Gear Ratio: Choosing the right Classified Cassette for your Ride

Calculating your gear ratio is a simple equation of X/Y, where X is the number of teeth on your front chainring and Y is the number of teeth on the cog of your rear cassette.

Understanding the relationship between gear ratios and how they affect pedalling performance is key in selecting the cassette and chainring you’re going to use with your Classified drivetrain.

Running a larger front chainring or smaller rear cassette will increase your gear ratio, whereas a smaller front chainring or larger rear cassette will decrease the ratio. Simply put, the lower the gear ratio number, the easier it will be to accelerate but your top speed will be lower. In comparison, as the gear ratio increases so does the effort required to accelerate as well as the potential top speed in this gear.

Gear ratio plays a large part in how you want your bike to perform and the versatility you want for different riding scenarios. Generally having a larger ratio between easiest and hardest effective gears is preferred and Classified hubs and cassettes achieve this with a simplified and streamlined design.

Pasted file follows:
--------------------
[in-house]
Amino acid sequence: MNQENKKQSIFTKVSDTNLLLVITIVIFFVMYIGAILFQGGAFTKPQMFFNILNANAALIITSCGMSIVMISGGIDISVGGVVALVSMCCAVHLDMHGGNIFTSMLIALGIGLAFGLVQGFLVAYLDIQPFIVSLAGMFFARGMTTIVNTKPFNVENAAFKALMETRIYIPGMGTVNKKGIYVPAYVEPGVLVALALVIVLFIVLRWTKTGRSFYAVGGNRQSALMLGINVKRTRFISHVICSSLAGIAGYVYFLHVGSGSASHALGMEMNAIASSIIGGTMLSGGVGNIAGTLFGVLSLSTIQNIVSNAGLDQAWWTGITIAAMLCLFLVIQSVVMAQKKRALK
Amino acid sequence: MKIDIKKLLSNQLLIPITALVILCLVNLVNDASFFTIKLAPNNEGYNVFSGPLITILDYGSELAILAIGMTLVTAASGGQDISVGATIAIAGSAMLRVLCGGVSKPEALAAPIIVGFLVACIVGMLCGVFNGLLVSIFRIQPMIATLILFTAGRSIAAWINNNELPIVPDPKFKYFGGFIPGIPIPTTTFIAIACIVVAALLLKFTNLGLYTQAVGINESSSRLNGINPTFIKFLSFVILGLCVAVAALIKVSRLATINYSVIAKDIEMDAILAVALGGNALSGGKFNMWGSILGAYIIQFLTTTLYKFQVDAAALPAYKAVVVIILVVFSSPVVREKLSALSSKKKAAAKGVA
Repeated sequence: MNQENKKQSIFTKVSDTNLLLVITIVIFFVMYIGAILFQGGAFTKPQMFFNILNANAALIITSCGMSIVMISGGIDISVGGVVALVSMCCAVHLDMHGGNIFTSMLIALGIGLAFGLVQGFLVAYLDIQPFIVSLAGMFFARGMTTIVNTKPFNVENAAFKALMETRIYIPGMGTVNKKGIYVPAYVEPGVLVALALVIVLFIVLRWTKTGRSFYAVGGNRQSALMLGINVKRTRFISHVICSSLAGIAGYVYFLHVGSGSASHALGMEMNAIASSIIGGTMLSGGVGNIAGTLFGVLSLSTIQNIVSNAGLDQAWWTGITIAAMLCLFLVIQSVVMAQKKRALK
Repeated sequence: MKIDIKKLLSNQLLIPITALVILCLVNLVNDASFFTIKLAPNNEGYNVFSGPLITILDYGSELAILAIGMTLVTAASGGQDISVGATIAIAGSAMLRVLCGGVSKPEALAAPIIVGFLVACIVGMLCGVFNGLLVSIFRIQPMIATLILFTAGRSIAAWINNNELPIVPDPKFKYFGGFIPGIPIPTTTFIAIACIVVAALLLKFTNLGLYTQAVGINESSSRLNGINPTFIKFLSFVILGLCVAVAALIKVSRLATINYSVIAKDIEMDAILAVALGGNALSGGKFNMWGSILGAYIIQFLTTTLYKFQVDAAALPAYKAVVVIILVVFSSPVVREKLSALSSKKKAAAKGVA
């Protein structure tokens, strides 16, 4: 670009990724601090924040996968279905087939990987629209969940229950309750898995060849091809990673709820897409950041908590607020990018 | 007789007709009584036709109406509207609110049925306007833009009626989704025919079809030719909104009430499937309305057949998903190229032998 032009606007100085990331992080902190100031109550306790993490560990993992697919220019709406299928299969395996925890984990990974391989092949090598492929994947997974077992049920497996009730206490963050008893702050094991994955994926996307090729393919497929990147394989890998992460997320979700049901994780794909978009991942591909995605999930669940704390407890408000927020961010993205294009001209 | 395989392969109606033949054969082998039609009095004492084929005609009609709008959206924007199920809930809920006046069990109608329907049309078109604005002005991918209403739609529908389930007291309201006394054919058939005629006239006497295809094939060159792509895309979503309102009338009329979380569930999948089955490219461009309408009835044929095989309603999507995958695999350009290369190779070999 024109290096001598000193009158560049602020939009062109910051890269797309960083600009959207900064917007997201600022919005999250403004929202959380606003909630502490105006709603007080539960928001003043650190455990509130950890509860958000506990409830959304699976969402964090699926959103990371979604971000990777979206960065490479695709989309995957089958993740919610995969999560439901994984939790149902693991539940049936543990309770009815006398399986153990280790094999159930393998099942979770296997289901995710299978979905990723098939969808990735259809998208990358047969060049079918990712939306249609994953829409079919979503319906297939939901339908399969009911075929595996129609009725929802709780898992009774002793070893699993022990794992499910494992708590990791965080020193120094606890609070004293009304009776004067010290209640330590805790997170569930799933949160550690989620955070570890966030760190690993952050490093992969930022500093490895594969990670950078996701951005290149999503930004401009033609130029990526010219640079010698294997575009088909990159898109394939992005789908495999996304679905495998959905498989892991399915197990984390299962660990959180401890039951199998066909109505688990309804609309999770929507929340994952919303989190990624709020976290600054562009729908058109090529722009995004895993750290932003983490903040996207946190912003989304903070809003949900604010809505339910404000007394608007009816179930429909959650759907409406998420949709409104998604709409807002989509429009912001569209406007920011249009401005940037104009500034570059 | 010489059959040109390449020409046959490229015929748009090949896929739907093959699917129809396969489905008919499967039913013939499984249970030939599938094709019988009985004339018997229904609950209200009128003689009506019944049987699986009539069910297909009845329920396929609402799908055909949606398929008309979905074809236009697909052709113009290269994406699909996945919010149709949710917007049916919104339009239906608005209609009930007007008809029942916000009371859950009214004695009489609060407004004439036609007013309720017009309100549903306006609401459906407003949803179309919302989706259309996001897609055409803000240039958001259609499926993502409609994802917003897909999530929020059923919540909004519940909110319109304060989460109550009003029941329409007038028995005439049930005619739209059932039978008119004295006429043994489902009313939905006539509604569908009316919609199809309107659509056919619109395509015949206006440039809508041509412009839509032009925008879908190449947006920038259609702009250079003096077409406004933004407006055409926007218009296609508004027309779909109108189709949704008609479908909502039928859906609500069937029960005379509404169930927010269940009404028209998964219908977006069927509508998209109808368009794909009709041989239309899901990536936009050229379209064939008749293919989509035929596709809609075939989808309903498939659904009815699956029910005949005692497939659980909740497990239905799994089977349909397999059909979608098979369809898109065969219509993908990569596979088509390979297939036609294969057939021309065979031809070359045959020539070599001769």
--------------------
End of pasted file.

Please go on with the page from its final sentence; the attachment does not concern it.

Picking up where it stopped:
These are the Classified cassettes available:

11sp: 11-27, 11-30, 11-32, 11-34

12sp: 11-28, 11-30, 11-32, 11-34

For example, road racers running a 44t front chainring and a 11-28 cassette will have a lowest gear ratio of 1.07:1 and a top end ratio of 4:1, perfect for maximizing power without an excess of bottom-end gears.

For demanding gravel rides and bikepacking expeditions, you could run a 32t front chainring and 11-34 cassette for a climbing ratio of 1:0.646 and top end get of 2.9:1, perfect for flat and road section.

While the widest range 1x systems currently on the market, such as Campagnolo’s 13sp Ekar cassettes, offer similar gear ranges, Classified’s Powershift system absolutely surpasses all others in shifting reliability and alleviates ineffective chain lines, increasing the efficiency of your ride and the longevity of your components.